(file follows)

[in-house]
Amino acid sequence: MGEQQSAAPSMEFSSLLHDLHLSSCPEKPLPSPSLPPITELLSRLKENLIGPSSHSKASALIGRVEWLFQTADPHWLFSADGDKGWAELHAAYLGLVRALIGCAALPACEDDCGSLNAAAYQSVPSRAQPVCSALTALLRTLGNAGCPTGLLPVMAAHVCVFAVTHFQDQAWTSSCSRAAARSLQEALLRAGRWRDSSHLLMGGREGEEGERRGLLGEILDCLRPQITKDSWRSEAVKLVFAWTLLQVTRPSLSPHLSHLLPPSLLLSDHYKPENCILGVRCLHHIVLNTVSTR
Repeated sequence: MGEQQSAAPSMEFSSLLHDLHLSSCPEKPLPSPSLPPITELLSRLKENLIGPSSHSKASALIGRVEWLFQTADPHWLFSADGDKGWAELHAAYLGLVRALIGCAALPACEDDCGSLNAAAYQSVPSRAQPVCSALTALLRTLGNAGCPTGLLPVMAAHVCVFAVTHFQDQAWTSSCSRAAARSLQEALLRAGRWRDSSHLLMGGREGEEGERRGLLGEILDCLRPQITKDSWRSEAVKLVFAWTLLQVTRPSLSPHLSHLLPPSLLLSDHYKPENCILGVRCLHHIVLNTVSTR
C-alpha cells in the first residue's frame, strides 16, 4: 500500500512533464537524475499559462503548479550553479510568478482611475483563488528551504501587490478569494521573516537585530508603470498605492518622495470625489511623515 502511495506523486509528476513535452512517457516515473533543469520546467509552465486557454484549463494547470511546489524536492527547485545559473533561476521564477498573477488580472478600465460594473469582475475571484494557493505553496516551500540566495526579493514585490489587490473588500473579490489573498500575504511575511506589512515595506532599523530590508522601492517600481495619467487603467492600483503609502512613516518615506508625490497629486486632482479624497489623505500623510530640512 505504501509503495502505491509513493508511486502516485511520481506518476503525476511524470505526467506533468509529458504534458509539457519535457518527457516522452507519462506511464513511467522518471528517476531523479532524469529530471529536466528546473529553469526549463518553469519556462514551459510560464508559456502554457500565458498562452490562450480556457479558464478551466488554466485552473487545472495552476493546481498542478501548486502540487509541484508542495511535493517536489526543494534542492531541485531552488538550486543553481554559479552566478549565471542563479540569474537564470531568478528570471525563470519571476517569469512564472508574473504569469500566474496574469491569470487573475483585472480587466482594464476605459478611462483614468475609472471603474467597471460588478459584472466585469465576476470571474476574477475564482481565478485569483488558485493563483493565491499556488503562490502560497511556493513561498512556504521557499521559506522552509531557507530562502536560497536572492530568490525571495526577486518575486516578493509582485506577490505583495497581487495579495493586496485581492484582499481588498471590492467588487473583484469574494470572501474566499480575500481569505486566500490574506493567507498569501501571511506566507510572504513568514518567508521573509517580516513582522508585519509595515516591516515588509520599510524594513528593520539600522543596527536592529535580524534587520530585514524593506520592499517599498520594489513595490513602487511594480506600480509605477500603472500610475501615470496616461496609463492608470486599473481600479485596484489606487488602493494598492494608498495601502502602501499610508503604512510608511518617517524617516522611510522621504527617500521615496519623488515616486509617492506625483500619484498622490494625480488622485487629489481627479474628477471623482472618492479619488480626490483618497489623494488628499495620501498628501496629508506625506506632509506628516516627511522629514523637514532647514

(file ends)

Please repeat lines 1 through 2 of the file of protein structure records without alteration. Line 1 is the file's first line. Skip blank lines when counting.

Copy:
[in-house]
Amino acid sequence: MGEQQSAAPSMEFSSLLHDLHLSSCPEKPLPSPSLPPITELLSRLKENLIGPSSHSKASALIGRVEWLFQTADPHWLFSADGDKGWAELHAAYLGLVRALIGCAALPACEDDCGSLNAAAYQSVPSRAQPVCSALTALLRTLGNAGCPTGLLPVMAAHVCVFAVTHFQDQAWTSSCSRAAARSLQEALLRAGRWRDSSHLLMGGREGEEGERRGLLGEILDCLRPQITKDSWRSEAVKLVFAWTLLQVTRPSLSPHLSHLLPPSLLLSDHYKPENCILGVRCLHHIVLNTVSTR